Wright stressed that “Organic Architecture” should be viewed as a philosophy rather than as a style. As a philosophy, Wright’s designs could change in appearance yet be governed by uniform organizing principles.

Thus, the designs of a monolithic concrete structure such as Unity Temple in Oak Park, Illinois (1905), the warm stucco and stone dominating Taliesin in Spring Green, Wisconsin (1911, 1914, 1925-59), the dramatic concrete, glass and stone Fallingwater over a waterfall in Mill Run, Pennsylvania (1935), and the concrete spiral of the Guggenheim Museum in New York City (1943) can all be said to operate under the same philosophy even though the structures look strikingly different from one another. 

There are three basic tenets of the philosophy of Organic Architecture as Wright practiced it:

Nature of the Site (or, respect and response to landscape).

Needs of the Clients (or, respect for the needs of the client).

Nature of Materials (or, respect for the nature of materials).

The "Nature of the Site" may translate as respecting local traditions and designing a building that uses local materials. It may also mean a structure that frames landscape views or takes advantage of unusual site elements.

One example of the response to landscape is Wright’s design of Taliesin West. The building incorporates locally collected free-standing rocks and boulders into the cement that forms the main building material. In addition, Wright specified the use of rocks found on his property that contained petroglyphs carved into them by indigenous peoples. These rocks were placed in specific areas and situated in their original compass orientations. The building also framed distant views of the valley and surrounding mountains.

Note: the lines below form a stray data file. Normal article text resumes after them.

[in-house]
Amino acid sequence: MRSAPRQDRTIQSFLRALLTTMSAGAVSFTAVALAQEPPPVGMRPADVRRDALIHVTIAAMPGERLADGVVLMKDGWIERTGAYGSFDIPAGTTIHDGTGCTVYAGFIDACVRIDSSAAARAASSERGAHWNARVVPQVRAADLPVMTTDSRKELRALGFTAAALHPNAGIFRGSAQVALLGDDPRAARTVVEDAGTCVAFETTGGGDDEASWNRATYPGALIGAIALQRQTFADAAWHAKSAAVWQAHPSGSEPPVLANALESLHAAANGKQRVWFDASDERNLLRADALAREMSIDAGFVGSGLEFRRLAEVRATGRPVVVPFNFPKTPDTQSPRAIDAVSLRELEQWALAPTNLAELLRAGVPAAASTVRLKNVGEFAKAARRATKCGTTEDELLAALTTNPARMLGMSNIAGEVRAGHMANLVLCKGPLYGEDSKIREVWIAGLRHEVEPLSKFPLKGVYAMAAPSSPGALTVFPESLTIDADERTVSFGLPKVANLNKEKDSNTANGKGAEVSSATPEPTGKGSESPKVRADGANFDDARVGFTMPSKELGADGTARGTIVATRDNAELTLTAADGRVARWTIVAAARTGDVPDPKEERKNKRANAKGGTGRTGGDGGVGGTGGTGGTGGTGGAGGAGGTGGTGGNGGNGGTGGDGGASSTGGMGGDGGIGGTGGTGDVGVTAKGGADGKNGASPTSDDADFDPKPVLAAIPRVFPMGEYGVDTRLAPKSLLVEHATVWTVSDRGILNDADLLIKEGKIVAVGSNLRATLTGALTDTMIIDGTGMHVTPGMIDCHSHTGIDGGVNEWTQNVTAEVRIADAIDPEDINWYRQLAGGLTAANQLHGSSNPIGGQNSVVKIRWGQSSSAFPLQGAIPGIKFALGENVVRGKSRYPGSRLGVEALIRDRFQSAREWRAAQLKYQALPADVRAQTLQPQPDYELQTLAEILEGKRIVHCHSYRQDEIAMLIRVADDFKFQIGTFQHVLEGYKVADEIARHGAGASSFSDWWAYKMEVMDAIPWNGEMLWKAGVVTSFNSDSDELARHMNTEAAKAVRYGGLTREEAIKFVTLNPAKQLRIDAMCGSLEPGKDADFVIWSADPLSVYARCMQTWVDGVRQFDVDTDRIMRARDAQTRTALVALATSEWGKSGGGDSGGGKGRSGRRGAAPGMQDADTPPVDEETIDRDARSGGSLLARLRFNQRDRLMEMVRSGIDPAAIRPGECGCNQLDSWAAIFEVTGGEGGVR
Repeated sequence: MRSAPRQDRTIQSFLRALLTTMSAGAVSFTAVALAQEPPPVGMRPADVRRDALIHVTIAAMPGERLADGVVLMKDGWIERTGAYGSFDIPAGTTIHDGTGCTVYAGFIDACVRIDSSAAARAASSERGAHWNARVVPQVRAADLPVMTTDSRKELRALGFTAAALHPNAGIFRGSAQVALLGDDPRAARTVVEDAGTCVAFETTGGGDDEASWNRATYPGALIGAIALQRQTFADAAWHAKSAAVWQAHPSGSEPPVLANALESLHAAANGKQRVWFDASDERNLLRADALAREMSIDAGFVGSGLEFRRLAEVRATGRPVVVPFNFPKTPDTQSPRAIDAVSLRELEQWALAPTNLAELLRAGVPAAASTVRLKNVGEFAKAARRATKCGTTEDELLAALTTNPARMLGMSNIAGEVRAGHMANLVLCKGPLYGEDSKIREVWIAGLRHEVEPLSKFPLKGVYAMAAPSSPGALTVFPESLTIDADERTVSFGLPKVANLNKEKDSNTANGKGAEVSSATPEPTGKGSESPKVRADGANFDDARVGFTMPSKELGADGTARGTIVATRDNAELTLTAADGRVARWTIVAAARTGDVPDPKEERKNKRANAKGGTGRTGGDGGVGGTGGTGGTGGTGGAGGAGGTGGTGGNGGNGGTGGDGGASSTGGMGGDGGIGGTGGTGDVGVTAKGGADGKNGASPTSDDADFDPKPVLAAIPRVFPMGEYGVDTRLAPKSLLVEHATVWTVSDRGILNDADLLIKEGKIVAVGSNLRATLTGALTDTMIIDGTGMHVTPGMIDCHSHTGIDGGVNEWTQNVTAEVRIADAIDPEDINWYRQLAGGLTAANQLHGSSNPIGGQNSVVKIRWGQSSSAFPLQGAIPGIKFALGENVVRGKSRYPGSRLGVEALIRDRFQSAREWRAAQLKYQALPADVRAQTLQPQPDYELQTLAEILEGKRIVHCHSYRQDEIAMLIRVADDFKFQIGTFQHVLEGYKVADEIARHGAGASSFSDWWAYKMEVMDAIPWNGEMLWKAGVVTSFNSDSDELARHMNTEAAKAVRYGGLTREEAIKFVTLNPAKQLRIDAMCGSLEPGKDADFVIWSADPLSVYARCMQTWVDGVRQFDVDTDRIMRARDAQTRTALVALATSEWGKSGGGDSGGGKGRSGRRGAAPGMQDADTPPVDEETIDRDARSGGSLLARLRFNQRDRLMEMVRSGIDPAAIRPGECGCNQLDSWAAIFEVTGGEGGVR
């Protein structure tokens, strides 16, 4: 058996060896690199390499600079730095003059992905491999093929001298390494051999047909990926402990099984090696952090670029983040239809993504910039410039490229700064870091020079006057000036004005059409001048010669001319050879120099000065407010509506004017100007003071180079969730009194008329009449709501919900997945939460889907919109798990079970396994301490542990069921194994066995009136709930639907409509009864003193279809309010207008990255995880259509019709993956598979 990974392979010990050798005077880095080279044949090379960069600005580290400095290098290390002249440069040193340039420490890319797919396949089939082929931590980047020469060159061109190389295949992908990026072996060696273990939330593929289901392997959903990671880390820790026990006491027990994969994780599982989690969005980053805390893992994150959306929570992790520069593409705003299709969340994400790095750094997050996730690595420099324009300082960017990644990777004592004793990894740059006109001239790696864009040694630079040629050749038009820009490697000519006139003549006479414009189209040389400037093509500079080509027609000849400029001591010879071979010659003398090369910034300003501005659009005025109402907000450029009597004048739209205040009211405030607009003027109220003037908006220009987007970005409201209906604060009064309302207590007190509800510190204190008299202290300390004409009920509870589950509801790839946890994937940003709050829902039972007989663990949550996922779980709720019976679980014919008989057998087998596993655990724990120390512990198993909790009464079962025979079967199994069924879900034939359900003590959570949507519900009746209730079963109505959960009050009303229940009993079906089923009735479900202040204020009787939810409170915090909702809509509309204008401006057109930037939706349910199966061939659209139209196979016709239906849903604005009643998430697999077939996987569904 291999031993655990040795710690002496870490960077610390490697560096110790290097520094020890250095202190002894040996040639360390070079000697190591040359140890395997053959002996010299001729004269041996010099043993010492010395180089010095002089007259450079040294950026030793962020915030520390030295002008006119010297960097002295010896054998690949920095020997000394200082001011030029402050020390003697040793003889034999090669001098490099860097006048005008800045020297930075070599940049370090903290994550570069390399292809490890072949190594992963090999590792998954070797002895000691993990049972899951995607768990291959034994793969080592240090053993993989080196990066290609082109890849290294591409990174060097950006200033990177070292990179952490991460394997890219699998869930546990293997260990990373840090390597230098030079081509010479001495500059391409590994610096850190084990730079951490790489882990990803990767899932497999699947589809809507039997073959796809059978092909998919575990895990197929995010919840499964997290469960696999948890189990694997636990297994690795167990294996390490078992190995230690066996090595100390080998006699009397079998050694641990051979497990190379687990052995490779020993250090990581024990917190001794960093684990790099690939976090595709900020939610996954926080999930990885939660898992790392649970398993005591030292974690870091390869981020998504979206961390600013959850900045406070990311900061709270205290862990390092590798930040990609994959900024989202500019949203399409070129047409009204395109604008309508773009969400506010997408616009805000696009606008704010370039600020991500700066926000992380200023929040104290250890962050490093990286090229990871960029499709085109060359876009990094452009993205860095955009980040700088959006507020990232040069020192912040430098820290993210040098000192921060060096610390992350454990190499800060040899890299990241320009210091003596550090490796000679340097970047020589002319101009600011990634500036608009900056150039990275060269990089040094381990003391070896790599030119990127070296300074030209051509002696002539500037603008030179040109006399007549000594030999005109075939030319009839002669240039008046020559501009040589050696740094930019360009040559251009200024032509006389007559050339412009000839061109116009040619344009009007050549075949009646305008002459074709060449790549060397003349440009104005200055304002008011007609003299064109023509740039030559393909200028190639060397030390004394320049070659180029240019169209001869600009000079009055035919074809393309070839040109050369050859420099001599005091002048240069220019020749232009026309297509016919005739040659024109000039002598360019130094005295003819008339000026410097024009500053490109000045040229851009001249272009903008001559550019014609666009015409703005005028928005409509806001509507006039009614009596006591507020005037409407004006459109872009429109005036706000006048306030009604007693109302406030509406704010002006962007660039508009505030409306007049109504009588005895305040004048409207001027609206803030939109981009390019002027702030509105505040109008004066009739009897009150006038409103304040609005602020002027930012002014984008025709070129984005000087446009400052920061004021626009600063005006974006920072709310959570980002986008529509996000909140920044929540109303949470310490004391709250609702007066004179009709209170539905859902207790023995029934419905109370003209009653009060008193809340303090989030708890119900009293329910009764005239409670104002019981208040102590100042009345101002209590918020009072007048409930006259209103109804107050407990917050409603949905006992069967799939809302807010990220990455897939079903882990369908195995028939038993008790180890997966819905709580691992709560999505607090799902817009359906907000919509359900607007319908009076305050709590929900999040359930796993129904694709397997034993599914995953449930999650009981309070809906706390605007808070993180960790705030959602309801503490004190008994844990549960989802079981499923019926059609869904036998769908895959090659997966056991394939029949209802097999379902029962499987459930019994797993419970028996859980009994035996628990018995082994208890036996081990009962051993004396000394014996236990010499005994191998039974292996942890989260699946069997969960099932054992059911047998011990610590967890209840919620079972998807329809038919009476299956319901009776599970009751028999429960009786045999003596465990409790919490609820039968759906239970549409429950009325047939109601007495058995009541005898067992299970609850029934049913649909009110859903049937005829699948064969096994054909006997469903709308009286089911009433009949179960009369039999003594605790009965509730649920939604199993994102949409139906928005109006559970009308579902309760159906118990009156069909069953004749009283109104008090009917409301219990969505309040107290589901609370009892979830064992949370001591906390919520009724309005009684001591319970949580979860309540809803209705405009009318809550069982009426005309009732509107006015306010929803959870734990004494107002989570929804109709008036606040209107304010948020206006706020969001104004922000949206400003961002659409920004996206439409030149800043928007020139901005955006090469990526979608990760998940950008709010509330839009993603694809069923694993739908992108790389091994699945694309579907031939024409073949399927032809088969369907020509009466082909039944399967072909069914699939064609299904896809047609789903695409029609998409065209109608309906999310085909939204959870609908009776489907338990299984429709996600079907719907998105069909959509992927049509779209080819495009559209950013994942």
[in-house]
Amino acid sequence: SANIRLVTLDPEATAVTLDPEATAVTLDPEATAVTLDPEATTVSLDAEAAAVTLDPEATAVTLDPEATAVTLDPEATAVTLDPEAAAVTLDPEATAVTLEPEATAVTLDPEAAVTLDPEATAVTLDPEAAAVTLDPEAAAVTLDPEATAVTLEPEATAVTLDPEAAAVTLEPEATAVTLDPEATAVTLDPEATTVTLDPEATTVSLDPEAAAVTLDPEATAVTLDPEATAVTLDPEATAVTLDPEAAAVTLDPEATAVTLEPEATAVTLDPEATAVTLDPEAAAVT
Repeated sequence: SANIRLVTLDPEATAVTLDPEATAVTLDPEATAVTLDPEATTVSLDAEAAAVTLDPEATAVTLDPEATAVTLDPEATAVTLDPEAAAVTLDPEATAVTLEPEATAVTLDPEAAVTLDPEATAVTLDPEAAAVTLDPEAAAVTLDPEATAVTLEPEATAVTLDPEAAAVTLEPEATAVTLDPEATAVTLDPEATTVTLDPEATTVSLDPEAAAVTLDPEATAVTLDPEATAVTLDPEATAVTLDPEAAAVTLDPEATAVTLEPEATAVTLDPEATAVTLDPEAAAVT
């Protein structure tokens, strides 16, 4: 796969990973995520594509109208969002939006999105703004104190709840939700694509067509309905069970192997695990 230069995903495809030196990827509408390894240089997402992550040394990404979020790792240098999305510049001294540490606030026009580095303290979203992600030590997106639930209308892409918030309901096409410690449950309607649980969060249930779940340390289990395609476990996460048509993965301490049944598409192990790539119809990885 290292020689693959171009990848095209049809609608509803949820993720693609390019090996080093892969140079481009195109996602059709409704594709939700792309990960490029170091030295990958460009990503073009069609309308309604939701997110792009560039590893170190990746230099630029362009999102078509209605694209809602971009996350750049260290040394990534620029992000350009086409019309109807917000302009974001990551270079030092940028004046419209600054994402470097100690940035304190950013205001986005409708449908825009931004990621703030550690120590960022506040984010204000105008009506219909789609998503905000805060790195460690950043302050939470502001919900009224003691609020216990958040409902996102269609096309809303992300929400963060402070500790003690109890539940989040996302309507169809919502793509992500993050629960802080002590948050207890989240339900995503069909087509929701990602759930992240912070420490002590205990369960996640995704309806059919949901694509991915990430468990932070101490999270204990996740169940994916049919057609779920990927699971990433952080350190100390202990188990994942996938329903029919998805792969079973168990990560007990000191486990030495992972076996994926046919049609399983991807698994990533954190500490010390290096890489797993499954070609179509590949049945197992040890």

The “Needs of the Clients” can be interpreted in the most practical terms: how much room does the family need, or where do they like to gather. However, Wright also considered how the structure could enhance the family’s activities and hopefully elevate their daily living into art.

A good example of this is the Zimmerman house in Manchester, New Hampshire. The Zimmermans were fans of music, so Wright designed their living room to produce superb acoustics.  Fallingwater is famously placed over a waterfall that was loved by the clients (the Kauffmanns).

 Once the home was built, the Kauffmanns could no longer see the waterfall unless they left their home; however the sound of the waterfall became a part of their daily experience with the building.

The “Nature of Materials” extends beyond the use of local materials to include the respect for the materials themselves. As the Wright wrote in 1908, in an article entitled “In the Cause of Architecture”:

“Bring out the nature of materials, always let their nature intimately into your scheme. Strip the wood of varnish and greasy paint, let it alone or stain it. Develop the natural texture of the plastering and stain it. Reveal the nature of the wood, plaster, brick or stone in your designs; they are all by nature friendly and beautiful....” 

At its greatest extent, Wright’s definition of Organic Architecture informed his entire life, including his work and pastimes, his spirituality, and his philosophy of design. He felt that beautiful structures could elevate the lives of the clients, leading each person to fulfill his or her potential.


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